The Sound

5/5


The 7.1 DTS-HD Master Audio is an exemplary, reference-quality option providing a superb amount of enveloping surround sound and directional effect action in addition to a full, rich and delightfully precise audio throughout the presentation. John Williams score is a joy to hear – especially his infectious theme for Snowy – and the sound design is award worthy. Pay attention to the sounds at the docks and aboard the SS Karaboudjan, with the creaks and ambient sounds of the ocean creating the effect that we are aboard the ship with the characters. The ‘pop’ sounds of the period guns firing, the deep repeating sounds of the prop plane, and the booming sounds of the storm that Tintin and his companions must fly through – are brilliantly delivered with the audio.



The Extras

3.5 / 5


Disc One

3D version of the film


Disc Two

Blu-ray (2D) version of the film


Toasting Tintin: Part 1 (1:24) (HD): On January 23, 2009, Steven Spielberg began the motion capture process – this extra shows Spielberg and cast/crew celebrating the start of the process by reading a note from Hergé’s widow (Hergé passed away in 1983)


The Journey of Tintin (8:54) (HD): Steven Spielberg and Peter Jackson talk about their discovery of Tintin and how the comics captured their imaginations




The World of Tintin (10:46) (HD): Michael Farr – biographer of Hergé and custodian of a wealth of knowledge of Tintin – and others talk about the origins of Tintin, the inspiration behind the character. A good extra feature.


The Who’s Who of Tintin (14:17) (HD): A look at the variety of characters and the task of casting them. The sneak look at the motion capture process is fascinating, though brief.


Tintin: Conceptual Design (8:38) (HD): An interesting look at both the collaborative process between Spielberg and Jackson in deciding the look of the characters and the film in general, and how WETA developed the world  - taking the drawings and making a remarkable photorealistic quality.


Tintin: In the Volume (17:54) (HD): The volume is a space about the size of a basketball court and is the space where the performances are captured by the cameras as the actors maneuver frames of objects and guides on the floor. Fascinating.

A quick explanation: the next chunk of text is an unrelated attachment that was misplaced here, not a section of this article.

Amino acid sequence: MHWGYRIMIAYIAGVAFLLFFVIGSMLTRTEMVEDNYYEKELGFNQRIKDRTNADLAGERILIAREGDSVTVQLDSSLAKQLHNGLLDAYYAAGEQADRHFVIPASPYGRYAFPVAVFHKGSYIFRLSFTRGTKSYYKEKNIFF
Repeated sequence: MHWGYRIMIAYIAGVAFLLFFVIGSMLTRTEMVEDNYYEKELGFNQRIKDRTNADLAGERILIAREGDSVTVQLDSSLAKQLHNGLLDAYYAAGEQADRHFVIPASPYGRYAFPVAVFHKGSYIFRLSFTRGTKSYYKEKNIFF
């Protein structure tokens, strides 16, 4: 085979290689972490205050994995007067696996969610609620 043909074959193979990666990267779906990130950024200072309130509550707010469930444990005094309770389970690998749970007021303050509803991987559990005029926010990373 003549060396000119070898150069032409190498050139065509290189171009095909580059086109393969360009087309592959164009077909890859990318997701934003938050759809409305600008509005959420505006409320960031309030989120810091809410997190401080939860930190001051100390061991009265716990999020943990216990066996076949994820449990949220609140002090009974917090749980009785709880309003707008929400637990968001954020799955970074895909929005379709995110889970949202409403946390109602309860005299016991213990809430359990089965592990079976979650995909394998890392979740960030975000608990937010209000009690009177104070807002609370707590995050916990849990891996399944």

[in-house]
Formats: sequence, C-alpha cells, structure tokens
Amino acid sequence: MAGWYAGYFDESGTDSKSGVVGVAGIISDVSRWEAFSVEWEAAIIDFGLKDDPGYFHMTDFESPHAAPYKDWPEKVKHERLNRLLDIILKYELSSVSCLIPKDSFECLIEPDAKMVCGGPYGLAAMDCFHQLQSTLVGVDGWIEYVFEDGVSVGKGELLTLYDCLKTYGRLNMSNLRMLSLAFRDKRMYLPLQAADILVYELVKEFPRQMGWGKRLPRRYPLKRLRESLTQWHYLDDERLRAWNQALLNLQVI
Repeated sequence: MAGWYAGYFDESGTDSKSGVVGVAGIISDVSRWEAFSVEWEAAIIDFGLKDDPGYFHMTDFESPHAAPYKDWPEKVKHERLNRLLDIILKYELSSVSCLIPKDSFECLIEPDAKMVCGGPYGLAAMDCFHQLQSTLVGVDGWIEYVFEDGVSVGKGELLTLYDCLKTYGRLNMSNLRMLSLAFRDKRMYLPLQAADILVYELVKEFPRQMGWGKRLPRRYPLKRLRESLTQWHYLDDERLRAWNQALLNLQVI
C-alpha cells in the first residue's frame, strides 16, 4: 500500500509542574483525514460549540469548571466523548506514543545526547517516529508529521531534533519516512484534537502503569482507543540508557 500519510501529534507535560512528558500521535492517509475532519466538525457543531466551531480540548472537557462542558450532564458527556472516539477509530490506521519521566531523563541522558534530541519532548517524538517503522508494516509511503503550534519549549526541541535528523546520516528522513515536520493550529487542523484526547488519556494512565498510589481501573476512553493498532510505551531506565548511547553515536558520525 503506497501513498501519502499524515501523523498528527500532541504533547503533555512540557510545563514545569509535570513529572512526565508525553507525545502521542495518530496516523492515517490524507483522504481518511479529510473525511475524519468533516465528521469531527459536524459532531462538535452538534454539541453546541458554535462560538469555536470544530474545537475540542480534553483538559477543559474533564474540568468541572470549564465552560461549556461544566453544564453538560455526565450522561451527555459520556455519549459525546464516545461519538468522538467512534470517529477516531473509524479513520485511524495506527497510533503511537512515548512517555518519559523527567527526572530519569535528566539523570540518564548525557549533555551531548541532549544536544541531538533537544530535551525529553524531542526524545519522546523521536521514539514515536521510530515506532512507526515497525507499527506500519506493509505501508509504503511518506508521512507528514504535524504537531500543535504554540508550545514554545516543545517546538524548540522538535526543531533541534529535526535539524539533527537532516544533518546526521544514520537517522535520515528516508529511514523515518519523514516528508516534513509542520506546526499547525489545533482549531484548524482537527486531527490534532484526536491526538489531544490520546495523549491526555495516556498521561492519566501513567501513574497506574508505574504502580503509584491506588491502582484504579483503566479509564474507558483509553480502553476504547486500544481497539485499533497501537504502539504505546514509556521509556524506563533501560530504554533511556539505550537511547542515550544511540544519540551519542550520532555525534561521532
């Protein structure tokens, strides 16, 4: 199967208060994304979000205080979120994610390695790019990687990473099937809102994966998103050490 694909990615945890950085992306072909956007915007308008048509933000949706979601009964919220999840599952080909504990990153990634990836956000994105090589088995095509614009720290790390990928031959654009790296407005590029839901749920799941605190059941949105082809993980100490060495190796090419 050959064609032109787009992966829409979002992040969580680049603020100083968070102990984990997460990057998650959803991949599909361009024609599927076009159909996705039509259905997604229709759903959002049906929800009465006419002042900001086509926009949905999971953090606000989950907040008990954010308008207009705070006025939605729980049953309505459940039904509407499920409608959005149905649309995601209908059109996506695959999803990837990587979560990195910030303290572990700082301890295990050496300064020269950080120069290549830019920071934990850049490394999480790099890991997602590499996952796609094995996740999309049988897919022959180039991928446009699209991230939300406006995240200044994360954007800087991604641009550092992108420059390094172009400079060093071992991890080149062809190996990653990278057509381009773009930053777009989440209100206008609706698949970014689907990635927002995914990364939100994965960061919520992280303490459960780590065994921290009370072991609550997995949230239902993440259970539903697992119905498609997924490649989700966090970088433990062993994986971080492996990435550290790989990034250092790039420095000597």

Snowy: From Beginning to End (10:11) (HD): Snowy – who is known as Milou in the French versions – is the intelligent and playful sidekick to Tintin (pronounced Tantan in the original dialect) – this special feature shows us how he was brought to life in the film.


Animating Tintin (11:00) (HD): A fun look at taking the performance capture work and maturing the originally captured – and often crude animation – into the vividly real and smooth animation, including building sets, textures, lighting and all the many details that fill each frame.


Tintin: The Score (7:01) (HD): Nominated for an Academy Award, John William’s score for Tintin is a treat for the ears. Williams score is faithful to the French/Belgian origins – it is brassy and bold in the Pirate sequences, playful and inquisitive during the investigative moments and always perfectly in tune with the characters and story. We see the process of scoring to the images and hear Williams talk of alternate opening tracks and writing for the characters.  


Collecting Tintin (3:58) (HD): A look at some of the merchandise that accompanied the release of the film.  


Toasting Tintin: Part 2 (3:12) (HD): This special feature bookends the extras as Steven Spielberg toasts the completion of the film on September 15, 2011.   



Disc Three

DVD + UV Digital Copy of the film



Final Thoughts


The Adventures of Tintin is a smarter affair than the typical family film to be found at the multiplex, but not so smart that it finds itself limiting its appeal. While it is true the beginning of the film feels a little slower than the second and third acts (and not due to any laborious exposition), Tintin is worth the set up.


Set in that timeless Europe, The Adventures of Tintin it is a refreshingly inventive and exceedingly appealing feature helmed by one of cinema’s most successful storytellers. It is a shame that a larger American audience did not grip the appeal of Hergé’s characters, but the embrace by audiences around the world have assured that we will see a sequel directed by Peter Jackson and produced by Steven Spielberg (switching roles from this first film). Hopefully more will encounter this film on DVD and Blu-ray as it should be seen by so many more viewers out there.


Highly Recommended!


Overall (Not an average)

4.5/5

 

TheBat

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Adam Gregorich said:
Thanks Neil.  I didn't have time to see it in the theaters, but according to Amazon my copy just shipped.  Anything really not appropriate for kids?
I saw it in the theatre. it has some action scenes. it might be a bit a too much for youngsters. they might find it too slow. the 3d is very good on it. Jacob
 

Neil Middlemiss